Jacques Morintell

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| birth_year                = 1911
 
| birth_year                = 1911
 
| birth_place              = Schenectady, New York
 
| birth_place              = Schenectady, New York
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| death_day                = October 15,
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| death_year                = 1988
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| death_place              = Encino, California
 
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| flourished                = 1930s
 
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'''Jacques Morintell''' was a semi-professional magician in the 1930s, who also performed as "Howduzi".<ref>Billboard March 8, 1930</ref>
  
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He moved to Milwaukee as a child and after graduation from Carroll College in Waukesha, Wisconsin, he joined Fortune magazine in 1937 and three years later became an assistant curator of the Hayden Planetarium.
  
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In 1933, while living in  Milwaukee, Wisconsin<ref>Who's Who in Magic, [[Sphinx]], May , 1933</ref> he contributed an article called "Further Ideas" to the [[Sphinx]] in 1937.<ref>Sphinx, March 1937</ref>
  
Jacques Morintell was a semi-professional magician in the 1930s.
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As a writer best, Ball is best known for mystery novels involving the African-American police detective Virgil Tibbs introduced in the 1965 "In the Heat of the Night" where he solves a murder in a racist Southern small town. It won the Edgar Award for Best First Novel from the Mystery Writers of America and was made into an Oscar-winning film of the same name starring Sidney Poitier.
 
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In 1933, he was living in Milwaukee, Wisconsin. <ref>Who's Who in Magic, [[Sphinx]], May , 1933</ref>
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Morintell contributed an article called "Further Ideas" to the [[Sphinx]] in 1937.<ref>Sphinx, March 1937</ref>
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Ball died of colon cancer in Encino (California) Hospital.
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<ref>http://www.nytimes.com/1988/10/18/obituaries/john-ball-dies-at-77-a-critic-and-novelist-know-for-mysteries.html</ref>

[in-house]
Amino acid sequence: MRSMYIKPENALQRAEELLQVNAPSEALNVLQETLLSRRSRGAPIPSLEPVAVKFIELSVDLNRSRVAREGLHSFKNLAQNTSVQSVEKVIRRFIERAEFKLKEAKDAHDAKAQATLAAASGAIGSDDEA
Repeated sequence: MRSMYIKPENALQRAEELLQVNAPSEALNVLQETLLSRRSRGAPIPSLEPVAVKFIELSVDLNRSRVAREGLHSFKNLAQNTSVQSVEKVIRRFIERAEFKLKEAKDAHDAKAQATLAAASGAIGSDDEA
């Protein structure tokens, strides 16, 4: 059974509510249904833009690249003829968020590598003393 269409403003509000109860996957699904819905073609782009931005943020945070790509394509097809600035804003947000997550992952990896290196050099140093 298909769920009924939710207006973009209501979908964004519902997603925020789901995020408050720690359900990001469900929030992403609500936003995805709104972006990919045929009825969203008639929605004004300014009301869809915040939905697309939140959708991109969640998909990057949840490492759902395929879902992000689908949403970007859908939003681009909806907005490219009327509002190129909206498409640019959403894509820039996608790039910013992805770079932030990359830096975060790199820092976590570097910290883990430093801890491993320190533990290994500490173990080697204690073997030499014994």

== References ==
 
== References ==
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{{Wikipedia|John Ball (author)}}
 
<references />
 
<references />
 
{{DEFAULTSORT:Morintell}}
 
{{DEFAULTSORT:Morintell}}

Revision as of 18:30, 2 June 2012

Jacques Morintell
BornJohn Ball, Jr.
July 8, 1911
Schenectady, New York
DiedOctober 15, 1988 (age 77)
Encino, California
Flourished1930s

Jacques Morintell was a semi-professional magician in the 1930s, who also performed as "Howduzi".[1]

He moved to Milwaukee as a child and after graduation from Carroll College in Waukesha, Wisconsin, he joined Fortune magazine in 1937 and three years later became an assistant curator of the Hayden Planetarium.

In 1933, while living in Milwaukee, Wisconsin[2] he contributed an article called "Further Ideas" to the Sphinx in 1937.[3]

As a writer best, Ball is best known for mystery novels involving the African-American police detective Virgil Tibbs introduced in the 1965 "In the Heat of the Night" where he solves a murder in a racist Southern small town. It won the Edgar Award for Best First Novel from the Mystery Writers of America and was made into an Oscar-winning film of the same name starring Sidney Poitier.

Ball died of colon cancer in Encino (California) Hospital. [4]

References

Wikipedia-logo.png This page incorporated content from John Ball (author),

a page hosted on Wikipedia. Please consult the history of the original page to see a list of its authors. Therefor, this article is also available under the Creative Commons Attribution-ShareAlike License

  1. Billboard March 8, 1930
  2. Who's Who in Magic, Sphinx, May , 1933
  3. Sphinx, March 1937
  4. http://www.nytimes.com/1988/10/18/obituaries/john-ball-dies-at-77-a-critic-and-novelist-know-for-mysteries.html
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